Provided by: perl-doc_5.30.0-9build1_all bug


       autodie::Util - Internal Utility subroutines for autodie and Fatal


           # INTERNAL API for autodie and Fatal only!

           use autodie::Util qw(on_end_of_compile_scope);
           on_end_of_compile_scope(sub { print "Hallo world\n"; });


       Interal Utilities for autodie and Fatal!  This module is not a part of autodie's public

       This module contains utility subroutines for abstracting away the underlying magic of
       autodie and (ab)uses of "%^H" to call subs at the end of a (compile-time) scopes.

       Note that due to how "%^H" works, some of these utilities are only useful during the
       compilation phase of a perl module and relies on the internals of how perl handles
       references in "%^H".


         on_end_of_compile_scope(sub { print "Hallo world\n"; });

       Will invoke a sub at the end of a (compile-time) scope.  The sub is called once with no
       arguments.  Can be called multiple times (even in the same "compile-time" scope) to
       install multiple subs.  Subs are called in a "first-in-last-out"-order (FILO or



       Given a Perl subroutine prototype, return a list of invocation specifications.  Each
       specification is a listref, where the first member is the (minimum) number of arguments
       for this invocation specification.  The remaining arguments are a string representation of
       how to pass the arguments correctly to a sub with the given prototype, when called with
       the given number of arguments.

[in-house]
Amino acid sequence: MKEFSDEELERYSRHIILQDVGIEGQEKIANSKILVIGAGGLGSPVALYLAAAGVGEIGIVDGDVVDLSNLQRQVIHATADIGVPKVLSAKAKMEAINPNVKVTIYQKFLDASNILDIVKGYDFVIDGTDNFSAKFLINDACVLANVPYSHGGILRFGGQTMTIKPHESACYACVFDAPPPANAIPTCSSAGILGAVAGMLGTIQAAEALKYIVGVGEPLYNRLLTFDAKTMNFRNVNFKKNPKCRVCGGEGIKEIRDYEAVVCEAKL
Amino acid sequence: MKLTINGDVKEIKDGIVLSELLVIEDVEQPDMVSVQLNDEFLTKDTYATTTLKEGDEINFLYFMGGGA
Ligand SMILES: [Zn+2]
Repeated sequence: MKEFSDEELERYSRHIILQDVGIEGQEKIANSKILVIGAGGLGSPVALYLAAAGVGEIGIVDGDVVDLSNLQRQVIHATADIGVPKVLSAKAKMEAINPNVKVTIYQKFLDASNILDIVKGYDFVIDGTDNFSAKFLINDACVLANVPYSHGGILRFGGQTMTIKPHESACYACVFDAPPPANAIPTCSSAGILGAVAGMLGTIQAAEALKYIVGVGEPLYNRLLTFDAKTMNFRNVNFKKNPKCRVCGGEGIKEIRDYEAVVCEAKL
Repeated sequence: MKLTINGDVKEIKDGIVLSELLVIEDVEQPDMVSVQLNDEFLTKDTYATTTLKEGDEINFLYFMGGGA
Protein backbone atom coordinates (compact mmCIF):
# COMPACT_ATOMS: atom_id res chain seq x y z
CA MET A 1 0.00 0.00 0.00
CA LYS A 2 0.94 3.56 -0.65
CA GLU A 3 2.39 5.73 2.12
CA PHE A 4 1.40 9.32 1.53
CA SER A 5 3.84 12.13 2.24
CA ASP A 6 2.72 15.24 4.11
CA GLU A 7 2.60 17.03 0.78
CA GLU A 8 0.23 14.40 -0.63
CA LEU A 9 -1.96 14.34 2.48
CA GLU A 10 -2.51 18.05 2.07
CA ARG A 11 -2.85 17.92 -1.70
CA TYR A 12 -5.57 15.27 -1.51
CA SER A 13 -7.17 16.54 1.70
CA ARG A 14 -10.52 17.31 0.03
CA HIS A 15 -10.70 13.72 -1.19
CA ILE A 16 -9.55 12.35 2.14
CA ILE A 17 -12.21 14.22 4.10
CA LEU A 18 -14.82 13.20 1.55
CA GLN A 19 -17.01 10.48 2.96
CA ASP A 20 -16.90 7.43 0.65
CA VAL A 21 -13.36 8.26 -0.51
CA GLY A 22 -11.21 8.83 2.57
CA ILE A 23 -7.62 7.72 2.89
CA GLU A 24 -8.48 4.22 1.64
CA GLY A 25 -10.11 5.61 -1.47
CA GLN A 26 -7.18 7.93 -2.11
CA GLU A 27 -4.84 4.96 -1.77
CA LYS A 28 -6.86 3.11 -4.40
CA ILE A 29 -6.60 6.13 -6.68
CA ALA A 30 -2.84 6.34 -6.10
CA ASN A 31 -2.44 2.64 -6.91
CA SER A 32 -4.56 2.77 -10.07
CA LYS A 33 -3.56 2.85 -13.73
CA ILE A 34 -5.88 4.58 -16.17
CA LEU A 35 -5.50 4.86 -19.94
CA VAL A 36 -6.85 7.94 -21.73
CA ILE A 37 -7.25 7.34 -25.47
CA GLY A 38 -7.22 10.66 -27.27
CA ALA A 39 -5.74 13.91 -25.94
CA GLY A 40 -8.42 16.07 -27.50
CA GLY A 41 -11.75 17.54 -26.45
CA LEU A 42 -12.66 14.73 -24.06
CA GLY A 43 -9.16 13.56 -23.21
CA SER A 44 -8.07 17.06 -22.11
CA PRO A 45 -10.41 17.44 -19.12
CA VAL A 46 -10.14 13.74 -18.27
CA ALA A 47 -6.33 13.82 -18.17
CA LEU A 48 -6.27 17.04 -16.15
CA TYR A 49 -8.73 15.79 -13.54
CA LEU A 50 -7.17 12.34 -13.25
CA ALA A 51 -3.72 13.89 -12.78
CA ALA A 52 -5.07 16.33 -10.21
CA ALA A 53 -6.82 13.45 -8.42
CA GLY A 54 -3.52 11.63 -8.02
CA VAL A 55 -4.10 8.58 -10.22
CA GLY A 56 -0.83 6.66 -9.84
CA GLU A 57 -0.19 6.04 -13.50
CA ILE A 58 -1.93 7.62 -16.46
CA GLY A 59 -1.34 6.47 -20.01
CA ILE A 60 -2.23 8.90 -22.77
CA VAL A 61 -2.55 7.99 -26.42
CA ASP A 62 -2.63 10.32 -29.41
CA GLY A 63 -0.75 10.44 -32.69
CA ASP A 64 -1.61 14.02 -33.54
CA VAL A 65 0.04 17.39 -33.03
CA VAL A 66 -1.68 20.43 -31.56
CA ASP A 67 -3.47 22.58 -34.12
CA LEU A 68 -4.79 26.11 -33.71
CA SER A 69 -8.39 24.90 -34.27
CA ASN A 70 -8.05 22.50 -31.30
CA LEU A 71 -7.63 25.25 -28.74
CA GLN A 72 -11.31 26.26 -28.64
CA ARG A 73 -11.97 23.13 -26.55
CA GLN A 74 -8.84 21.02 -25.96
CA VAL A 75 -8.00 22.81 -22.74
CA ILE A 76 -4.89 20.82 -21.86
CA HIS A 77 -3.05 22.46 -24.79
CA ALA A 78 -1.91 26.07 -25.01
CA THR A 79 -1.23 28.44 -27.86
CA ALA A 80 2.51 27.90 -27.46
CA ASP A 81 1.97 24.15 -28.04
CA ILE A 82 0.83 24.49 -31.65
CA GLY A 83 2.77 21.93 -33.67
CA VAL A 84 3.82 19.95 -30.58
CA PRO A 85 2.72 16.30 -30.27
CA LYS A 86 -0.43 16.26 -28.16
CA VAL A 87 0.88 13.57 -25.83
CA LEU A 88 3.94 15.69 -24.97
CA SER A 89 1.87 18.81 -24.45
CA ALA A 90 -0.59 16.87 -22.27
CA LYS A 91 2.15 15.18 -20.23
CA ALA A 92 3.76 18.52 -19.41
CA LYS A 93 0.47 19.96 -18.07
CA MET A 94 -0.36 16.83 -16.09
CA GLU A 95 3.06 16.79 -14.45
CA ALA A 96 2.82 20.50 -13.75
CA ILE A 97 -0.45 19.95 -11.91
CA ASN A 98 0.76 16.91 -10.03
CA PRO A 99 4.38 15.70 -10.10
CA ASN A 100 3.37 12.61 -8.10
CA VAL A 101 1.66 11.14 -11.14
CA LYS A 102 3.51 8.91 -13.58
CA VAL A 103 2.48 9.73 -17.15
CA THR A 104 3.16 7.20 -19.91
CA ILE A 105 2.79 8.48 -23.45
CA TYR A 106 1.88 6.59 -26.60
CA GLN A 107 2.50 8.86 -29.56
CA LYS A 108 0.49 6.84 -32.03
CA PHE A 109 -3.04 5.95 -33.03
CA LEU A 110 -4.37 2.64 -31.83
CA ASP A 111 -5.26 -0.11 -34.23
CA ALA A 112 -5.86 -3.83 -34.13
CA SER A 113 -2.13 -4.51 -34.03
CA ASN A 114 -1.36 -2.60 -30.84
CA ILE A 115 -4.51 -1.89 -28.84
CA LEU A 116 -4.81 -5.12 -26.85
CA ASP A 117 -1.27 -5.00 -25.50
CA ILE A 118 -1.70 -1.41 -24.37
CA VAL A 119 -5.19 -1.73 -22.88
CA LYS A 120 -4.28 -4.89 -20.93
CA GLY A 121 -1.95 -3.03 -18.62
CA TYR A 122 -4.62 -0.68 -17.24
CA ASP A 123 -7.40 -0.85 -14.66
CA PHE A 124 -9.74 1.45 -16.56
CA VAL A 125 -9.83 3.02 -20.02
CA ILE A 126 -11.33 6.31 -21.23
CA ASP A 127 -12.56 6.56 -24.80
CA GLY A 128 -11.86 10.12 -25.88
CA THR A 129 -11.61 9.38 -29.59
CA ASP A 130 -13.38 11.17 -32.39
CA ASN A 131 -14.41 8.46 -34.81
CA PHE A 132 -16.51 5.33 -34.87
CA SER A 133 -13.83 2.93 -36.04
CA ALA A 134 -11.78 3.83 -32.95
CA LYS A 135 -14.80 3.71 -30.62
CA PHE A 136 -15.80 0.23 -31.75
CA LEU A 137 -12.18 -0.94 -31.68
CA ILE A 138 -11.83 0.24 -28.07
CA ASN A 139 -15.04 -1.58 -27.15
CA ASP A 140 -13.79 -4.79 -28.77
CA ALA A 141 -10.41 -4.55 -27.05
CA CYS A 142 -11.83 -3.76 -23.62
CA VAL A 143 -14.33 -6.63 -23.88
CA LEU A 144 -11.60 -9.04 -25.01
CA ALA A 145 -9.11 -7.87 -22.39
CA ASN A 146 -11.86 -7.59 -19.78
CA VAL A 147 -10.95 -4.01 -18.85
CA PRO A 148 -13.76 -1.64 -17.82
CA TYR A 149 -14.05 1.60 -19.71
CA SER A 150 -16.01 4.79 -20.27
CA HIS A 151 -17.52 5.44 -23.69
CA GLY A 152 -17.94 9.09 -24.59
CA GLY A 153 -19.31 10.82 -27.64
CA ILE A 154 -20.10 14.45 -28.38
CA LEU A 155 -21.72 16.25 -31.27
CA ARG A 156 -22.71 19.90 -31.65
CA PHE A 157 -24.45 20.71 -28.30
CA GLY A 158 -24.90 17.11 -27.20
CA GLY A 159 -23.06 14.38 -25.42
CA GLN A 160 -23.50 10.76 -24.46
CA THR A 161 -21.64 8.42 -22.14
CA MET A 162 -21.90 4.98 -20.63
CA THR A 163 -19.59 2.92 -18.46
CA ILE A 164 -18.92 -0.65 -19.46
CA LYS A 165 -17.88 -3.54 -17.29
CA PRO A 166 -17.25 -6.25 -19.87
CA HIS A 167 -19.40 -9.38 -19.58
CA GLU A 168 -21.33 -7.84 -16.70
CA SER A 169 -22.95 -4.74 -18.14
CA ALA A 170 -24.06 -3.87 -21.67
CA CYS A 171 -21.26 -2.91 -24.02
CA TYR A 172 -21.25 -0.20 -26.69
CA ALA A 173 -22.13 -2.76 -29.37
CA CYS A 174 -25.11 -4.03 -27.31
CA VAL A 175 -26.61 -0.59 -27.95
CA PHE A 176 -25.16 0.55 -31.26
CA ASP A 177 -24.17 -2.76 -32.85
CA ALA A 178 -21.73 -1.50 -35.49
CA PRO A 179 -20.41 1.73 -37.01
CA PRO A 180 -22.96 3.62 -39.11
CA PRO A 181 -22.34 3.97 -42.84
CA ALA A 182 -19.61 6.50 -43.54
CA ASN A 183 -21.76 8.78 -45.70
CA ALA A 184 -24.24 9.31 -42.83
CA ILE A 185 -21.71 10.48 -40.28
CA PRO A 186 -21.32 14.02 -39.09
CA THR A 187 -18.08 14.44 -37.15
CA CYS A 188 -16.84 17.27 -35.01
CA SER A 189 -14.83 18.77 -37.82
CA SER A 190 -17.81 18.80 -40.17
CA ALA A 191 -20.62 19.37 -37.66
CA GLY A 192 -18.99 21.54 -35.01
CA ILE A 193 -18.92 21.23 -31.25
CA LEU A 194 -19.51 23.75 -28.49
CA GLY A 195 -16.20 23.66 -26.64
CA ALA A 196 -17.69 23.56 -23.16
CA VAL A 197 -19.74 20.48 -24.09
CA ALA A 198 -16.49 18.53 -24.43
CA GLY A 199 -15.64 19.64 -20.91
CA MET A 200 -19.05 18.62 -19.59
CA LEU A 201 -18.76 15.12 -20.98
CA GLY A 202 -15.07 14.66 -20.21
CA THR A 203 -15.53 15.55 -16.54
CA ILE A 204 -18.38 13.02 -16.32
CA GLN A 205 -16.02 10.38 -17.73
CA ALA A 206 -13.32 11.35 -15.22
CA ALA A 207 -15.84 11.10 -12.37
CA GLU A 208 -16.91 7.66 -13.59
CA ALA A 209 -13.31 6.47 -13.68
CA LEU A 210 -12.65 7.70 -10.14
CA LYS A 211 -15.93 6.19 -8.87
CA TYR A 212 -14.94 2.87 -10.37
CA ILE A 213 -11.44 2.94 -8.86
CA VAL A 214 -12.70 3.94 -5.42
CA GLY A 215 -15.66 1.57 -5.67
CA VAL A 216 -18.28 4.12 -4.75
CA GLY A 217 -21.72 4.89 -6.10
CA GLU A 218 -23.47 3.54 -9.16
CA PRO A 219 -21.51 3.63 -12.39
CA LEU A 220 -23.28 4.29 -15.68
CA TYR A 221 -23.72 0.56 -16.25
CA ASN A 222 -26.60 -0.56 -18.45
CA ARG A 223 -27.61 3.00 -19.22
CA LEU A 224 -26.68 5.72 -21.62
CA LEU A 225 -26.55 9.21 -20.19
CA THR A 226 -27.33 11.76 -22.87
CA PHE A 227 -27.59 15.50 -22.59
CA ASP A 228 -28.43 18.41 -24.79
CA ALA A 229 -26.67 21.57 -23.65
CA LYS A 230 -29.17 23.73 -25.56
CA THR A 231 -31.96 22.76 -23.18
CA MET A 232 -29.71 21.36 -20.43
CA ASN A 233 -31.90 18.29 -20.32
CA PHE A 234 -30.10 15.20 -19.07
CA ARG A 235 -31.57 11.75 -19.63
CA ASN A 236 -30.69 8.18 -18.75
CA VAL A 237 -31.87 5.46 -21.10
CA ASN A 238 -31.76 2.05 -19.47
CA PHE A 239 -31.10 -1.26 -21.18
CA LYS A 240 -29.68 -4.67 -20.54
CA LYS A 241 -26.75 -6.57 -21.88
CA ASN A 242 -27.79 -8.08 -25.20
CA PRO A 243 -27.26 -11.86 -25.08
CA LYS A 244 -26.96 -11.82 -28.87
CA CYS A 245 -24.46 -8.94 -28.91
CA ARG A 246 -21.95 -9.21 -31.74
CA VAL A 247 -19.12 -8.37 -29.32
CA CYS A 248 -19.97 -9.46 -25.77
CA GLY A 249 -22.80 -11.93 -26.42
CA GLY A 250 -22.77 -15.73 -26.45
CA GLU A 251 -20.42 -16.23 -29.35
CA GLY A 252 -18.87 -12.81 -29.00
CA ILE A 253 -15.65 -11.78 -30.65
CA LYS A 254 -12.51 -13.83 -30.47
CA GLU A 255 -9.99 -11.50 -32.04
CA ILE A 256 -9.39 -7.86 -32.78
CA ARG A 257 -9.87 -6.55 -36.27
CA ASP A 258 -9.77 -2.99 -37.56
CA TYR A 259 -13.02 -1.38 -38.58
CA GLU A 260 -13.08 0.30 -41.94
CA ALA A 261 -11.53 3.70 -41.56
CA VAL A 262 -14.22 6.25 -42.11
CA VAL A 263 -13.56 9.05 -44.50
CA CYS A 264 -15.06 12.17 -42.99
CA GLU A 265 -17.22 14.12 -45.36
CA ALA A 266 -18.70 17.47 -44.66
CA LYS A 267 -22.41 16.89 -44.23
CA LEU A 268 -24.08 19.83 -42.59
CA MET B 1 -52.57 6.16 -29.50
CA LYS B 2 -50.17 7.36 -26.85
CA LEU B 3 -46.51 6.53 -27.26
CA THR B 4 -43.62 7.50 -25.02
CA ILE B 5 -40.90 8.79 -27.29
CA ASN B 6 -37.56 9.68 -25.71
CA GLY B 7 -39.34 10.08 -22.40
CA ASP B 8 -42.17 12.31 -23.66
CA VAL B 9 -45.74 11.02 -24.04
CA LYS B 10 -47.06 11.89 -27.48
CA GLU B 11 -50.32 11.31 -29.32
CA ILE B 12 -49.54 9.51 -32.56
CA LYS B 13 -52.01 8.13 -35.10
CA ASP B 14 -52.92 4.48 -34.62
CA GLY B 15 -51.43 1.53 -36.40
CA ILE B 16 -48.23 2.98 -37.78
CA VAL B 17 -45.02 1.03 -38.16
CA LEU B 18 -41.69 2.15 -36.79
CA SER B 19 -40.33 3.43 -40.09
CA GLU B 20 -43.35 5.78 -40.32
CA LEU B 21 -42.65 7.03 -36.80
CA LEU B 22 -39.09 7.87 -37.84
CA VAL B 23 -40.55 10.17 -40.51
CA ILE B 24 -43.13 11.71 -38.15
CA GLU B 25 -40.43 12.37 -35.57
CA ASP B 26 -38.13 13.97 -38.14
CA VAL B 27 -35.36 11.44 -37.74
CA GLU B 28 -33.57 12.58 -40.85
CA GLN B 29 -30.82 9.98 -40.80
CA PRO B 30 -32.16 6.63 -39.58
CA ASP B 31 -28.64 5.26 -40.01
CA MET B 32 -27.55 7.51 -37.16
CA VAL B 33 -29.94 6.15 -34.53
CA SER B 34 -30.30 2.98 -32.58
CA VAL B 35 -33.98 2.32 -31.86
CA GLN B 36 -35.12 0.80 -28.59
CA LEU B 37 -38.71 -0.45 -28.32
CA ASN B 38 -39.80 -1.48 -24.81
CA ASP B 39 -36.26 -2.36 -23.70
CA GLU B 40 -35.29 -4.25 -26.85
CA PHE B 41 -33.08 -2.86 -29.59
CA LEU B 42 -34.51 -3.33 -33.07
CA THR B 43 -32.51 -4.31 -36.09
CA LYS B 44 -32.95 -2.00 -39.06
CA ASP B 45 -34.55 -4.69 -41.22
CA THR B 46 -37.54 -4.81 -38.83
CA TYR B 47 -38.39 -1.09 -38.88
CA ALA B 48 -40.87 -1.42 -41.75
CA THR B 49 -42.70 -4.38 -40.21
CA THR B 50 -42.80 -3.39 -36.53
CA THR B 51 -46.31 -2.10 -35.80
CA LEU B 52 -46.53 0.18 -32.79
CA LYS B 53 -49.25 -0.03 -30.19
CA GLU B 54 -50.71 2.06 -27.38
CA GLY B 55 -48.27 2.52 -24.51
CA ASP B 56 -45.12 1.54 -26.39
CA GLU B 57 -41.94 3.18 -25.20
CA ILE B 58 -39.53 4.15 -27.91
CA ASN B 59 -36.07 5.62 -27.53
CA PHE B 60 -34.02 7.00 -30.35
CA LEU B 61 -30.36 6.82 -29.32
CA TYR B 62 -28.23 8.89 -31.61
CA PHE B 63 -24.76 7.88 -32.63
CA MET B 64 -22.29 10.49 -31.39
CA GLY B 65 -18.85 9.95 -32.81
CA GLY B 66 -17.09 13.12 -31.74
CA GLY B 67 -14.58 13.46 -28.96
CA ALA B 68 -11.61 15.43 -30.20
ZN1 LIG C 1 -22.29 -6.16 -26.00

The specifications are returned in increasing order of arguments starting at 0 (e.g.
       ';$') or 1 (e.g.  '$@').  Note that if the prototype is "slurpy" (e.g. ends with a "@"),
       the number of arguments for the last specification is a "minimum" number rather than an
       exact number.  This can be detected by the last member of the last specification matching


         make_core_trampoline('CORE::open', 'main', prototype('CORE::open'))

       Creates a trampoline for calling a core sub.  Essentially, a tiny sub that figures out how
       we should be calling our core sub, puts in the arguments in the right way, and bounces our
       control over to it.

       If we could reliably use `goto &` on core builtins, we wouldn't need this subroutine.


         install_subs('My::Module', { 'read' => sub { die("Hallo\n"), ... }})

       Given a package name and a hashref mapping names to a subroutine reference (or "undef"),
       this subroutine will install said subroutines on their given name in that module.  If a
       name mapes to "undef", any subroutine with that name in the target module will be remove
       (possibly "unshadowing" a CORE sub of same name).


       Copyright 2013-2014, Niels Thykier <>


       This module is free software.  You may distribute it under the same terms as Perl itself.